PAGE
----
Along with an exclusive interview with Petersham Nurseries’ managing director Lara Boglione, charting the company’s evolution from modest plant nursery into acclaimed destinations for plants, delicious food and homeware, discover two delicious seasonal recipes from the company’s debut book
The debut book from one of London’s most beautiful destinations for food, plants and homeware, founders Francesco and Gael Boglione chart Petersham Nurseries’ unique story, starting from its humble beginnings as a simple plant nursery. There are also seasonal, provenance-led recipes, indoor and outdoor styling tips and personal narratives from the Boglione family.
Here, managing director Lara Boglione shares her thoughts on the growth of the company, what’s coming up this spring and what it’s like working con la famiglia.
Petersham Nurseries has grown so much over the last 20 years. What has been the most significant change, in your opinion?
The opening of Petersham Nurseries Covent Garden
in 2018 was a particularly significant moment for us and the business. After 13 years, the brand had grown and developed to the point it felt like the right time to take the next step and bring some of the spirit of what we had created in Richmond to central London. I’m very proud of what we have built there with our two restaurants, The Petersham
and La Goccia
, and the deli. We were also incredibly grateful to be awarded a Green Michelin star last year, which recognised our efforts and commitment to sustainability, which has always been central to our ethos since day one. In recent years, we have continued to employ new techniques to reduce our waste, and everything from what our chef jackets are made of, to using cling film has been rethought in an eco-friendly way to minimise our impact on the planet. Another important moment was of course the launch of our book last year, which we’d been working on as a family for years and acts to tell the story of Petersham Nurseries.
What’s it like working together as a family? Are there ever any challenges involved?
We are a very close family and we each bring our own interests and specialties to the business. My parents are so good at picking up on the finer details, building an individual aesthetic and creating the overall feel of our spaces. My youngest sister, Ruby, has been part of the buying team and Harry, my brother, supplies as much produce as possible from his farm in Devon. We have wine from my husband’s family estates in Italy. Giovanni has put together our wine offering with our team at Petersham Cellar. Anna, my sister, has a company called The Gut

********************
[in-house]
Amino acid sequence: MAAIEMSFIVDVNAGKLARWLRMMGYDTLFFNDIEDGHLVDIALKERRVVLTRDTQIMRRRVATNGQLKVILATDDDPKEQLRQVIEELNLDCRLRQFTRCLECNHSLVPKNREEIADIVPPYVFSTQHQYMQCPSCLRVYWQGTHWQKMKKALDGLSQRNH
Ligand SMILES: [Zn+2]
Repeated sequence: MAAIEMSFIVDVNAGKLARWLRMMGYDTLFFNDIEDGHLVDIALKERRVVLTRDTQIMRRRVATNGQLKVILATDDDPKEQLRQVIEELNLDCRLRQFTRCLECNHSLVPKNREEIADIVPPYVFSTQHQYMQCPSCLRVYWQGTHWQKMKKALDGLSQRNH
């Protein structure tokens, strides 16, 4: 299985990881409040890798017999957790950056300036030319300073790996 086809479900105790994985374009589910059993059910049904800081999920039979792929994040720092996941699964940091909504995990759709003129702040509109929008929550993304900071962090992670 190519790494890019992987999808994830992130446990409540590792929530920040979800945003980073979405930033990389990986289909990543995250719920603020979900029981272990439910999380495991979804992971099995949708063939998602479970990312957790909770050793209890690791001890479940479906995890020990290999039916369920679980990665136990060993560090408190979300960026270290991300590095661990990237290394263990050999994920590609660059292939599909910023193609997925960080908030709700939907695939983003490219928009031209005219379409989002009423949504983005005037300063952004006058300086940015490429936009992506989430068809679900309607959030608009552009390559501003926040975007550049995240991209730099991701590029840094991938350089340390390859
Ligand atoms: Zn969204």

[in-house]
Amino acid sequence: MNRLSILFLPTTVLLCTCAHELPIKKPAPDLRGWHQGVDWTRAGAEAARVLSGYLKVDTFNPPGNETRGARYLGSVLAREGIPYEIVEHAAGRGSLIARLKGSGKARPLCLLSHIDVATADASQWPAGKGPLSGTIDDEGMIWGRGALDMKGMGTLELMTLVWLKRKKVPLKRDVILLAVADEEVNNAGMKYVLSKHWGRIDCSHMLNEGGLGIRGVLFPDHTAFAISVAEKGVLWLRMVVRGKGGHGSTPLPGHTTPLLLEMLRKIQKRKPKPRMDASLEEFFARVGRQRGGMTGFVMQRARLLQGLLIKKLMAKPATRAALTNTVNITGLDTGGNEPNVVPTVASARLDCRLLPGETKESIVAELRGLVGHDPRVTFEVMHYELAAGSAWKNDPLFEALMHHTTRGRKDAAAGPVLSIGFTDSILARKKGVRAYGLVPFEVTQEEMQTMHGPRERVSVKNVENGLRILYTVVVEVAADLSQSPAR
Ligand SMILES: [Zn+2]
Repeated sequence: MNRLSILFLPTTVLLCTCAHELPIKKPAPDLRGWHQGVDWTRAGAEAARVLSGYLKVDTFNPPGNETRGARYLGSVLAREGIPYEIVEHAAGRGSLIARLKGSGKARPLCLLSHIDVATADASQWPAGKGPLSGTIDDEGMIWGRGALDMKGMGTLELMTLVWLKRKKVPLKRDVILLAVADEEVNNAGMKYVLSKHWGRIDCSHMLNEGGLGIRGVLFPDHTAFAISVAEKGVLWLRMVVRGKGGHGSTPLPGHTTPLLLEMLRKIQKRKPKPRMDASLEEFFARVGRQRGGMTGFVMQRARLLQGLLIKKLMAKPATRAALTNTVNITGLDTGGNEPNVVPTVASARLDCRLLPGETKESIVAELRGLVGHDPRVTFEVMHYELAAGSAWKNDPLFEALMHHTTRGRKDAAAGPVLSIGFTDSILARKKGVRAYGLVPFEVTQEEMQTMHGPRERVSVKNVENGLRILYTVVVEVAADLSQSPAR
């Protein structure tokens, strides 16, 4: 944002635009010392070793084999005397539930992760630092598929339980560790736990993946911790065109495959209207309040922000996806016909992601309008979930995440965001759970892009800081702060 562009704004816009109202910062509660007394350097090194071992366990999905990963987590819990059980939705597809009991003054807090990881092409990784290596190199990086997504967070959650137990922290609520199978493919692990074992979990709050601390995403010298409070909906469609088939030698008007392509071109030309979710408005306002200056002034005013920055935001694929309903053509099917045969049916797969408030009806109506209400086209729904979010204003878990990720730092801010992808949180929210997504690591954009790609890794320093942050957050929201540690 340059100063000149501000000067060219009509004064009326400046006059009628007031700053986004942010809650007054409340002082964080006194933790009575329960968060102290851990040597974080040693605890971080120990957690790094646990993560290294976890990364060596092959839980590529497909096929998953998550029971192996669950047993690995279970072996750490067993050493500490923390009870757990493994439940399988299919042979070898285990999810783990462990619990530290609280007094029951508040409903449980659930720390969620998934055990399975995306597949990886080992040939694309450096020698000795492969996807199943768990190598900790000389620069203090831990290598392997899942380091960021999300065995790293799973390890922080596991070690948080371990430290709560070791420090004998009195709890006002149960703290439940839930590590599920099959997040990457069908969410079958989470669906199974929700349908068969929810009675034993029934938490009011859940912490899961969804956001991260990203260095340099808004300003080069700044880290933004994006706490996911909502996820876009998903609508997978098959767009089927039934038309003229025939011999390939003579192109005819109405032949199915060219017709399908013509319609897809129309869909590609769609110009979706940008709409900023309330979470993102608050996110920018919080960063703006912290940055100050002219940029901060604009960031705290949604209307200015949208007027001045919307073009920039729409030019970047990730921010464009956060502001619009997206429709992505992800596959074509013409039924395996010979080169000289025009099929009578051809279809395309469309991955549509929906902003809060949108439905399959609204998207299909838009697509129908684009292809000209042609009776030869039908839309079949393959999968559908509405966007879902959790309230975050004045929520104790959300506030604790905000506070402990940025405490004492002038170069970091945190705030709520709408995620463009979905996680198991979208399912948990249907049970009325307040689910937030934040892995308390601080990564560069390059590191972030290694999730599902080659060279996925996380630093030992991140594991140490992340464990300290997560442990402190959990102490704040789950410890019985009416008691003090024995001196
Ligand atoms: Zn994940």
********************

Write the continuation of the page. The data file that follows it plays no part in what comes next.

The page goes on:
, which shares our values and we partner with her on many events. While there can often be disagreements, like with any family, we’ve essentially all got the same principles and ethics at heart, which lead our decisions.
What can visitors to Petersham Nurseries expect to find during springtime?
Springtime is my favourite time of year at the nurseries – everything is beginning to blossom, the garden shop is full of promise and the days are getting longer again. Tulips are coming into their own so the cutting garden becomes full of them, in many different shades. It’s also the best time to be in the restaurant with amazing produce like wild garlic and nettles.
Any exciting plans for Petersham Nurseries coming up this year?
We are really excited to announce the launch of La Goccia Bar
, our brand new cocktail bar in Covent Garden, opening next month. We’ve also got a series of workshops which are ongoing that will be changing seasonally, including pasta workshops, floristry masterclasses and wine dinners. There is also a lot of planning currently going on for the year ahead so watch this space.
Spring salad with Haye Farm egg, asparagus, broad beans and radishes